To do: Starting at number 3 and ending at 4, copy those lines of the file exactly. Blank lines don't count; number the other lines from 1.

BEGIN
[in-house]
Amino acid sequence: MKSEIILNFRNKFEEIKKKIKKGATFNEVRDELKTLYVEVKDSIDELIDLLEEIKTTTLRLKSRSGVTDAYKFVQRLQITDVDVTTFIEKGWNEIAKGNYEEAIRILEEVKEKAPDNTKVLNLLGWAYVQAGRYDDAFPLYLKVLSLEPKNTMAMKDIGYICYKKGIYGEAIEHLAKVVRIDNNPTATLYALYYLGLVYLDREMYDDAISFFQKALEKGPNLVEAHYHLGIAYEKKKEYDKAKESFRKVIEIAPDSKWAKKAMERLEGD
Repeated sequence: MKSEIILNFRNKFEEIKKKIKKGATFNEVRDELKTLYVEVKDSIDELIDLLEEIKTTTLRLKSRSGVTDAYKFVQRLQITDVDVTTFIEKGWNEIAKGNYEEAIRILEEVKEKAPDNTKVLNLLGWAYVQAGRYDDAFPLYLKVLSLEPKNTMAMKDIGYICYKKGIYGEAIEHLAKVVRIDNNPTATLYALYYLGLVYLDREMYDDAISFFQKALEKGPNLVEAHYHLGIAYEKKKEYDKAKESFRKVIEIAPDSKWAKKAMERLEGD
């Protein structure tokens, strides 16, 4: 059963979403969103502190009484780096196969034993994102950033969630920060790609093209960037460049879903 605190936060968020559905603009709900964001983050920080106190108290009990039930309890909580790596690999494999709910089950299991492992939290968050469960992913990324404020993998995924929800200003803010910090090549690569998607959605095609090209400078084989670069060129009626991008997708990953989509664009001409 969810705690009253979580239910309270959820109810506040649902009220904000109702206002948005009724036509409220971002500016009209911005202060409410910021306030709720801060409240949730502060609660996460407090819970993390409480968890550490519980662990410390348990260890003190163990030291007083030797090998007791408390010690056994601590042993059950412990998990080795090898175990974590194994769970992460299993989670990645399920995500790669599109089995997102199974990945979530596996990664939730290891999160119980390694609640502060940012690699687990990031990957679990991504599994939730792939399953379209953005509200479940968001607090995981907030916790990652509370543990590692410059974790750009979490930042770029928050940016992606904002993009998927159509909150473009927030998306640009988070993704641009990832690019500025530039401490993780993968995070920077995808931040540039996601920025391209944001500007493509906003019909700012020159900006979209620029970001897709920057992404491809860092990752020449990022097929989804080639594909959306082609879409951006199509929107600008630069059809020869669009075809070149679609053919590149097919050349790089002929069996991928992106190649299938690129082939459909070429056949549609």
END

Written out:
Repeated sequence: MKSEIILNFRNKFEEIKKKIKKGATFNEVRDELKTLYVEVKDSIDELIDLLEEIKTTTLRLKSRSGVTDAYKFVQRLQITDVDVTTFIEKGWNEIAKGNYEEAIRILEEVKEKAPDNTKVLNLLGWAYVQAGRYDDAFPLYLKVLSLEPKNTMAMKDIGYICYKKGIYGEAIEHLAKVVRIDNNPTATLYALYYLGLVYLDREMYDDAISFFQKALEKGPNLVEAHYHLGIAYEKKKEYDKAKESFRKVIEIAPDSKWAKKAMERLEGD
């Protein structure tokens, strides 16, 4: 059963979403969103502190009484780096196969034993994102950033969630920060790609093209960037460049879903 605190936060968020559905603009709900964001983050920080106190108290009990039930309890909580790596690999494999709910089950299991492992939290968050469960992913990324404020993998995924929800200003803010910090090549690569998607959605095609090209400078084989670069060129009626991008997708990953989509664009001409 969810705690009253979580239910309270959820109810506040649902009220904000109702206002948005009724036509409220971002500016009209911005202060409410910021306030709720801060409240949730502060609660996460407090819970993390409480968890550490519980662990410390348990260890003190163990030291007083030797090998007791408390010690056994601590042993059950412990998990080795090898175990974590194994769970992460299993989670990645399920995500790669599109089995997102199974990945979530596996990664939730290891999160119980390694609640502060940012690699687990990031990957679990991504599994939730792939399953379209953005509200479940968001607090995981907030916790990652509370543990590692410059974790750009979490930042770029928050940016992606904002993009998927159509909150473009927030998306640009988070993704641009990832690019500025530039401490993780993968995070920077995808931040540039996601920025391209944001500007493509906003019909700012020159900006979209620029970001897709920057992404491809860092990752020449990022097929989804080639594909959306082609879409951006199509929107600008630069059809020869669009075809070149679609053919590149097919050349790089002929069996991928992106190649299938690129082939459909070429056949549609």